Live review: We Are Scientists at the Academy


New York-based indie duo We Are Scientists kicked off their latest tour, TV en Français, at Oxford’s O2 Academy this month. The show marked the beginning of an epic three-month run for the band, which takes them across the world: from the UK, they’re due to head to mainland Europe, followed by North America and finally Australia.

The crowd at the O2 Academy was certainly thrilled to be a part of the first step in this journey for We Are Scientists. Despite a somewhat empty floor throughout The Heartbreaks (first support) and a slightly busier crowd for second support act Superfood, the Academy was absolutely packed by the time the headliners appeared. It was nice to see a slightly more mature crowd, lacking an army of young teenagers and giving way to the young adults, who undoubtedly followed We Are Scientists in their noughties heyday.

Despite some of the more negative reviews of TV en Français coming in, the band still played an assortment of their latest songs – and, more importantly, played them well. The band showed their obvious ease with their new music, opening with the new song ‘Return the Favour’, before playing a good two-thirds of their new album with as much skill and polish as the songs they’ve been playing for the last nine years – an impressive effort. The crowd certainly loved the mix, and although the latest album had been released for all of two days, there was a large proportion who were at least familiar with the newer material. It was obvious that this warm reception at their first gig since the album dropped meant a lot to both Keith Murray and Chris Cain. The band’s certified Gold album With Love and Squalor made a predictably large appearance on the setlist, to an audience that was incredibly familiar with the songs that springboarded We Are Scientists’ career.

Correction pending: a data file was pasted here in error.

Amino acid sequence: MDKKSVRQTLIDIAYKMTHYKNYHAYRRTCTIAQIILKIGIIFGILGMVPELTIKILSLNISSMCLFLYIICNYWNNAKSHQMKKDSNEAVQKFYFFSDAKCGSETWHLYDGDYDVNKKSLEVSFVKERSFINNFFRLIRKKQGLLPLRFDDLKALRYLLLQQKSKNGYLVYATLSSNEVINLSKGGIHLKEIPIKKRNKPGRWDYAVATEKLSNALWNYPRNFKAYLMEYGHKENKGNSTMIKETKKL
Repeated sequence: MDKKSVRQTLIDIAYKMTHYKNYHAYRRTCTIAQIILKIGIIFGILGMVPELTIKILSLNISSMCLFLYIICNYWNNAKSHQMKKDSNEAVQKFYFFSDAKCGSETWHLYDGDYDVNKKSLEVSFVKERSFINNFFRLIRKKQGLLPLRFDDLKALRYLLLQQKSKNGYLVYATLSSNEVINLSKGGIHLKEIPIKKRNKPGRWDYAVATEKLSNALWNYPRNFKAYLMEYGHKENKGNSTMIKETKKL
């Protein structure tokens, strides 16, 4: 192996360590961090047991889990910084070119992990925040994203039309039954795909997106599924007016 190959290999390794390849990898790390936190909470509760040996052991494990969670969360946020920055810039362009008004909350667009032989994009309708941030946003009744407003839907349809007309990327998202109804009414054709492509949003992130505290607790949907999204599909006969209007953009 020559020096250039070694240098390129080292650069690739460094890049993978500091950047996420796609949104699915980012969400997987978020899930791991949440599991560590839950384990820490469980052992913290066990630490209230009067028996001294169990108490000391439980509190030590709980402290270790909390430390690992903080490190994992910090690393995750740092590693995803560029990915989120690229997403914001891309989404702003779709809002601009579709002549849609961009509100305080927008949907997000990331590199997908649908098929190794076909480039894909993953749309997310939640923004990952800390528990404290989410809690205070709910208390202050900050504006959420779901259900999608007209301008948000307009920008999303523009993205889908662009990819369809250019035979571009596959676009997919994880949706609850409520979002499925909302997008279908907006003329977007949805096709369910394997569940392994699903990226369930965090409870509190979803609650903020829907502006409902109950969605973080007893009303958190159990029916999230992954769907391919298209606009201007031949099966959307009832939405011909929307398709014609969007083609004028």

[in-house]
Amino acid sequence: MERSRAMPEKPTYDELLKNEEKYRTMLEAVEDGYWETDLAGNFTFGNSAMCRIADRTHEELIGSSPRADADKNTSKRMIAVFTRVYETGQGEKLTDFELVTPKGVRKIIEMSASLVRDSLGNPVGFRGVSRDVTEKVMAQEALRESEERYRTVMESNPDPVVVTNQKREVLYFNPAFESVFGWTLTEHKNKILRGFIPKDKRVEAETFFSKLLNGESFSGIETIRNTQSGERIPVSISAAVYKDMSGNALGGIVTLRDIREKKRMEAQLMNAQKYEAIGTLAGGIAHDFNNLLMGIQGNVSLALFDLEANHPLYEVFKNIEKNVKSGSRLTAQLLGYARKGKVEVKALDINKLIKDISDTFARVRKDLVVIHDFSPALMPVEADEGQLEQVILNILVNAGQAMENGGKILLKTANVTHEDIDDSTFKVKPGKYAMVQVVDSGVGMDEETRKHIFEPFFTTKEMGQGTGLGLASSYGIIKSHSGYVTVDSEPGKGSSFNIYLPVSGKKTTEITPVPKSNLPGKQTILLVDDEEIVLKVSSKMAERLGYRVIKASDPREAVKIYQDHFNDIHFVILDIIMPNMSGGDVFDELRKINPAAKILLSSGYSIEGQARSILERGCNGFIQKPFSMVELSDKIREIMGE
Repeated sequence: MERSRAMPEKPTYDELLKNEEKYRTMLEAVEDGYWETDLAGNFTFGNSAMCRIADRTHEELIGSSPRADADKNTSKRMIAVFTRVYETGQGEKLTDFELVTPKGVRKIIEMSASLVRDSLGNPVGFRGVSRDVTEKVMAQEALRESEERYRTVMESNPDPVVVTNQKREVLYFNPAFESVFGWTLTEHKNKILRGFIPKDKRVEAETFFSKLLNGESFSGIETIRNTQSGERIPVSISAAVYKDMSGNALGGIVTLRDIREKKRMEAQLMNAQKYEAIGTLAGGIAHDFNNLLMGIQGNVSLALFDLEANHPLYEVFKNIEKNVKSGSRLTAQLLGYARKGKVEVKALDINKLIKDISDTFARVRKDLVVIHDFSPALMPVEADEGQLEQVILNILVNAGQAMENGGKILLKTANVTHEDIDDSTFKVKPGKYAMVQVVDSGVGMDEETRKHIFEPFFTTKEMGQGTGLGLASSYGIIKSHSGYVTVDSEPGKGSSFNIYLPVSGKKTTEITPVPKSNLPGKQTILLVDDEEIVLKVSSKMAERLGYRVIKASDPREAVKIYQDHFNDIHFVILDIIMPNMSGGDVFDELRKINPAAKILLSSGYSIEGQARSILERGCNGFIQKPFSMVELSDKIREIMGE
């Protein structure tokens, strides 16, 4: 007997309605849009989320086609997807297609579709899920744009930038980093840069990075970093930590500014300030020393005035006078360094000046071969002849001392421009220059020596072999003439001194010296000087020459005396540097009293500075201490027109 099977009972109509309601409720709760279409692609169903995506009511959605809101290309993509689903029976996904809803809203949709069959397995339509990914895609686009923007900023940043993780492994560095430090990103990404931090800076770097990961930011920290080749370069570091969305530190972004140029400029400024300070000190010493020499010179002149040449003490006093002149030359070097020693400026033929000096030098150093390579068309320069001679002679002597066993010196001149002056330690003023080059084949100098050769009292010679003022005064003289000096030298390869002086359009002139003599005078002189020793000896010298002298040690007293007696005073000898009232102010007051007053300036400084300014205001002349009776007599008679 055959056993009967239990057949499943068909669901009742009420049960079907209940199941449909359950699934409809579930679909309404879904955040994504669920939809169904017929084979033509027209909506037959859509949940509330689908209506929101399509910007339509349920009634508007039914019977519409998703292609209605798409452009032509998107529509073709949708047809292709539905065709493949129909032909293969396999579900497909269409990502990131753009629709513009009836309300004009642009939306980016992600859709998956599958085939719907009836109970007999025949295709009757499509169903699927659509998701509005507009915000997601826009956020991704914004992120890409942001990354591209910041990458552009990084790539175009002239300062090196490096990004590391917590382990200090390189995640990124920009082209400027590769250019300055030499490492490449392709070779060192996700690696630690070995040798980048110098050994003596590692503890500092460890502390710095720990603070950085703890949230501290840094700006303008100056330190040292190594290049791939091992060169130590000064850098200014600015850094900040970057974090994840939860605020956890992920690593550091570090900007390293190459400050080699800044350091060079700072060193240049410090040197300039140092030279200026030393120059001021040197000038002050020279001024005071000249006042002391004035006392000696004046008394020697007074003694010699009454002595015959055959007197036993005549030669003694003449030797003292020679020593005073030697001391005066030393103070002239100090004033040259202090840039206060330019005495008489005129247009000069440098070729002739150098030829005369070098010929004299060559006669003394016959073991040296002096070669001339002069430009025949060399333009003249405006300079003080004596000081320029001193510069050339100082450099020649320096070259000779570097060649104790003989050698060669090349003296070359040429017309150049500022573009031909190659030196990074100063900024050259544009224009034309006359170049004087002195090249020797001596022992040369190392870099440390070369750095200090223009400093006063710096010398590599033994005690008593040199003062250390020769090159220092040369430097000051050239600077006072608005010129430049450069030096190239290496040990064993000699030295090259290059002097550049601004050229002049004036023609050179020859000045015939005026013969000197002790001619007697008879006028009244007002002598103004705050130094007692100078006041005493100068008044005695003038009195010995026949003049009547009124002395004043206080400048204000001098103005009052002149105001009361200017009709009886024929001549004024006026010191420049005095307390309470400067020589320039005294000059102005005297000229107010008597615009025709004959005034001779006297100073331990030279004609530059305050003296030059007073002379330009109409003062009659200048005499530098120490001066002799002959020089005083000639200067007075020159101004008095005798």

Although they had just arrived from a small acoustic set at Truck Music Store, We Are Scientists still managed to give their performance their all, which is exceptionally impressive when you take into account that the band played 19 songs in their set and maintained a high level of musical delivery. The duo, accompanied by a very talented drummer, ensured that the gig remained lively and dynamic, making good use of the vast stage space and interacting with each other naturally. They also lived up to their reputation as a force of humour to be reckoned with, and between songs their engagement with the audience was excellent. The rapport and one liners coming from the band members suggest that, should their musical skill and great live performances stop, a career in stand-up may be on the cards for the pair of them.


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